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Mar 20

Analyzing and improving queries with Query Execution Plan



I promise not to disappoint you, this is the last article in the series: SQL Tuning

In all the articles I said that the recommendation was to read the execution plan, and guess what we are going to do in this one?

  • Let’s eat the execution plan with knife and fork!

This is the article 03 of 03:

  • SQL Tuning — The Basics that Work
  • SQL Tuning — SQL Server Architecture
  • SQL Tuning — Analyzing and Improving Queries with Query Execution Plan

• • •

What is our database?

Well, I want to start with a standard table, our focus will be solely on this table.

I’m going to create it without any index and no PK, just the table, and throughout the article, we’ll understand the impact.

Here’s the code I used for anyone who wants to practice the article:


USE [billing]

-- Create the table
CREATE TABLE order_details (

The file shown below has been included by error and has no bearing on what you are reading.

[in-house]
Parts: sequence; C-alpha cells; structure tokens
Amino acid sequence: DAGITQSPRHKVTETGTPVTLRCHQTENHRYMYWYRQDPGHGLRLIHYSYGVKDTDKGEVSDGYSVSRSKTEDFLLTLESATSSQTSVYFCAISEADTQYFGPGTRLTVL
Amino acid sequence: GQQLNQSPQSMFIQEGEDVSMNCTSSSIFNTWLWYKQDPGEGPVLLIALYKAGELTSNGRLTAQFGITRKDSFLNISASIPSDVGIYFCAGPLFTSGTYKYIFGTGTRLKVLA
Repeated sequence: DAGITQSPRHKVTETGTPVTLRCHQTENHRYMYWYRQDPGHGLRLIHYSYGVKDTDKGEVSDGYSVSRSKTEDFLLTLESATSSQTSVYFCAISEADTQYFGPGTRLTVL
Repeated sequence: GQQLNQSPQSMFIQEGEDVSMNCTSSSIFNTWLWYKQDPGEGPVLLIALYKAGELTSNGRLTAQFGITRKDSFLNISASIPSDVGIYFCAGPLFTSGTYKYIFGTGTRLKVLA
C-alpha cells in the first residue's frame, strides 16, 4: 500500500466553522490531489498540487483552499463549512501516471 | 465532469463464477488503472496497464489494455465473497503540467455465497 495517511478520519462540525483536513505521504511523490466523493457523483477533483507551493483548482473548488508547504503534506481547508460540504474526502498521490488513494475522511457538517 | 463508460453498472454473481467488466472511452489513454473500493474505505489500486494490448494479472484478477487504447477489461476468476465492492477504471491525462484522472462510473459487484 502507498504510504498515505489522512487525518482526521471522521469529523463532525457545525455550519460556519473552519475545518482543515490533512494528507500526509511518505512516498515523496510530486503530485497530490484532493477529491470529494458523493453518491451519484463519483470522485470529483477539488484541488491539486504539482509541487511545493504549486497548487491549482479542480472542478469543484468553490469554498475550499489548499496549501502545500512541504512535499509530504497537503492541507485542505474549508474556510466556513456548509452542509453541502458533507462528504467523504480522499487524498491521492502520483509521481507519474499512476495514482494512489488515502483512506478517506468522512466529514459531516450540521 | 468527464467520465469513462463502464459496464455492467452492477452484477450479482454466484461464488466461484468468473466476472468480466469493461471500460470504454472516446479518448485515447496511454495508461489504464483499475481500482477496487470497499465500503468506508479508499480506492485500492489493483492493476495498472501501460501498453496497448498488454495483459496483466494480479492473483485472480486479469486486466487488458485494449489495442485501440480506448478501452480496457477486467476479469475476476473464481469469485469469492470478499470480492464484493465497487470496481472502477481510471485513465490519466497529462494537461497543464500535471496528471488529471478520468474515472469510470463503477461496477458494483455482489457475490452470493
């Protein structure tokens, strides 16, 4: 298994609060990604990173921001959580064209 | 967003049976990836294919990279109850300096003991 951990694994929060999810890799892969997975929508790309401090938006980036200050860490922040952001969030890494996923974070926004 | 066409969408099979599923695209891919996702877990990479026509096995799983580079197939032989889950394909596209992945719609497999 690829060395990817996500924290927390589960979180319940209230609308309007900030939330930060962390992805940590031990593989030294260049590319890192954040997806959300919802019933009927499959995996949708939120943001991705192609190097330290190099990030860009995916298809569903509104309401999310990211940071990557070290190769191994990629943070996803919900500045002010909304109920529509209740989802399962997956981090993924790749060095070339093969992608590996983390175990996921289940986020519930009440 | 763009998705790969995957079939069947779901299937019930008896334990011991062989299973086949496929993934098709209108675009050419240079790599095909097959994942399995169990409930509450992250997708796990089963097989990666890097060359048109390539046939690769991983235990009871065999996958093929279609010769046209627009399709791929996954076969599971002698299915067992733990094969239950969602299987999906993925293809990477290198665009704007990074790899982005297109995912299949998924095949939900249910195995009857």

[id] INT NOT NULL IDENTITY(1,1),
    [buy_order] VARCHAR(50),
    [name] VARCHAR(100),
    [description] VARCHAR(255),
    [phone_number] VARCHAR(20),
    [order_date] DATE

-- Insert 1,000,000 rows
IF OBJECT_ID('dbo.Numbers') IS NULL
    CREATE TABLE dbo.Numbers (
        Number INT PRIMARY KEY
    ;WITH E1(N) AS (
    E2(N) AS (SELECT 1 FROM E1 a, E1 b),
    E4(N) AS (SELECT 1 FROM E2 a, E2 b),
    E6(N) AS (SELECT 1 FROM E4 a, E2 b),
    cteTally(N) AS (
    INSERT INTO dbo.Numbers(Number)
    SELECT N FROM cteTally;

INSERT INTO order_details (buy_order, name, description, phone_number, order_date)
    'BO' + CAST(n.Number AS VARCHAR),
    'Name' + CAST(n.Number AS VARCHAR),
    'Description' + CAST(n.Number AS VARCHAR),
    CAST(1000000000 + n.Number AS VARCHAR),
    DATEADD(day, ABS(CHECKSUM(NEWID())) % 365, '2020-01-01')
FROM dbo.Numbers n
WHERE n.Number <= 1000000; -- Limit to 1,000,000 rows

Note: Copy and run F5, each time you run the last query it will insert 1,000,000 rows — run as many times as you want.

Let’s run the query for the first time?

I’m going to start right away with a SELECT * (Those who read the first article know it’s not recommended)

FROM [billing]..[order_details] od

And the result…

SQL query result

Terrifying! Almost 03 minutes to run a query!

Let’s understand why?

Execution Plan and Strategies

As I said in past articles, the best approach to tuning a query is always starting with its execution plan.

We can visualize it in two ways:

  • Ctrl + L: Display only the estimated execution plan
  • Ctrl + M: Run the query and display the actual execution plan used